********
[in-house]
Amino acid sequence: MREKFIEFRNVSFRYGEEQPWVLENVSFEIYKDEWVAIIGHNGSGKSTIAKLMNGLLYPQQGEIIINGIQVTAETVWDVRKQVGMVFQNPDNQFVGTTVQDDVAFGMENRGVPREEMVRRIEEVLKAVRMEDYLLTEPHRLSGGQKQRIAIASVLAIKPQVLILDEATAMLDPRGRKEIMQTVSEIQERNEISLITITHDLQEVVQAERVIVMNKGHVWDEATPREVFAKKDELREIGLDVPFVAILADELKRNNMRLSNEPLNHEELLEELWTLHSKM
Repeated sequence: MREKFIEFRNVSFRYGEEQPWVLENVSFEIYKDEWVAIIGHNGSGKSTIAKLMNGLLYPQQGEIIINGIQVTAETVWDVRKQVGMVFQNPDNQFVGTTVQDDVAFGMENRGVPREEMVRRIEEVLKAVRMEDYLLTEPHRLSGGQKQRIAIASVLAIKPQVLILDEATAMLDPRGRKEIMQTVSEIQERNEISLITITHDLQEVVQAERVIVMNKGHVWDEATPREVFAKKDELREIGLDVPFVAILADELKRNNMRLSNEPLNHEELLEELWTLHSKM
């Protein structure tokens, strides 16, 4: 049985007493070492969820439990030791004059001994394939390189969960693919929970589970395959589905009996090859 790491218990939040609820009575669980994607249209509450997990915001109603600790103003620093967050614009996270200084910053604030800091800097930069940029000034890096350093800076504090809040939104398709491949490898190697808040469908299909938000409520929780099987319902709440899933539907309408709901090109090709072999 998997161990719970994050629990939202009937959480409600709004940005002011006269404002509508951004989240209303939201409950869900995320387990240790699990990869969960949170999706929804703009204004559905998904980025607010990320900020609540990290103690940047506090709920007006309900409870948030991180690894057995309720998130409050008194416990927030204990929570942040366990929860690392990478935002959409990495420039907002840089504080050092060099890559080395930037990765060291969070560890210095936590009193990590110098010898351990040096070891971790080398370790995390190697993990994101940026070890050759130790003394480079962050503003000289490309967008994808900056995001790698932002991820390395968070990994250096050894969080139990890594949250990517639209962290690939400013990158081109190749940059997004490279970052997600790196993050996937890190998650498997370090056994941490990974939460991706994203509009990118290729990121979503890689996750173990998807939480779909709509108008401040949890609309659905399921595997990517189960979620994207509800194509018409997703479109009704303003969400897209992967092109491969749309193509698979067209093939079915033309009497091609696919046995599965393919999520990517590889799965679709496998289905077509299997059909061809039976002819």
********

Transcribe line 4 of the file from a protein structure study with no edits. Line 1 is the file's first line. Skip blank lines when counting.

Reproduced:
């Protein structure tokens, strides 16, 4: 049985007493070492969820439990030791004059001994394939390189969960693919929970589970395959589905009996090859 790491218990939040609820009575669980994607249209509450997990915001109603600790103003620093967050614009996270200084910053604030800091800097930069940029000034890096350093800076504090809040939104398709491949490898190697808040469908299909938000409520929780099987319902709440899933539907309408709901090109090709072999 998997161990719970994050629990939202009937959480409600709004940005002011006269404002509508951004989240209303939201409950869900995320387990240790699990990869969960949170999706929804703009204004559905998904980025607010990320900020609540990290103690940047506090709920007006309900409870948030991180690894057995309720998130409050008194416990927030204990929570942040366990929860690392990478935002959409990495420039907002840089504080050092060099890559080395930037990765060291969070560890210095936590009193990590110098010898351990040096070891971790080398370790995390190697993990994101940026070890050759130790003394480079962050503003000289490309967008994808900056995001790698932002991820390395968070990994250096050894969080139990890594949250990517639209962290690939400013990158081109190749940059997004490279970052997600790196993050996937890190998650498997370090056994941490990974939460991706994203509009990118290729990121979503890689996750173990998807939480779909709509108008401040949890609309659905399921595997990517189960979620994207509800194509018409997703479109009704303003969400897209992967092109491969749309193509698979067209093939079915033309009497091609696919046995599965393919999520990517590889799965679709496998289905077509299997059909061809039976002819």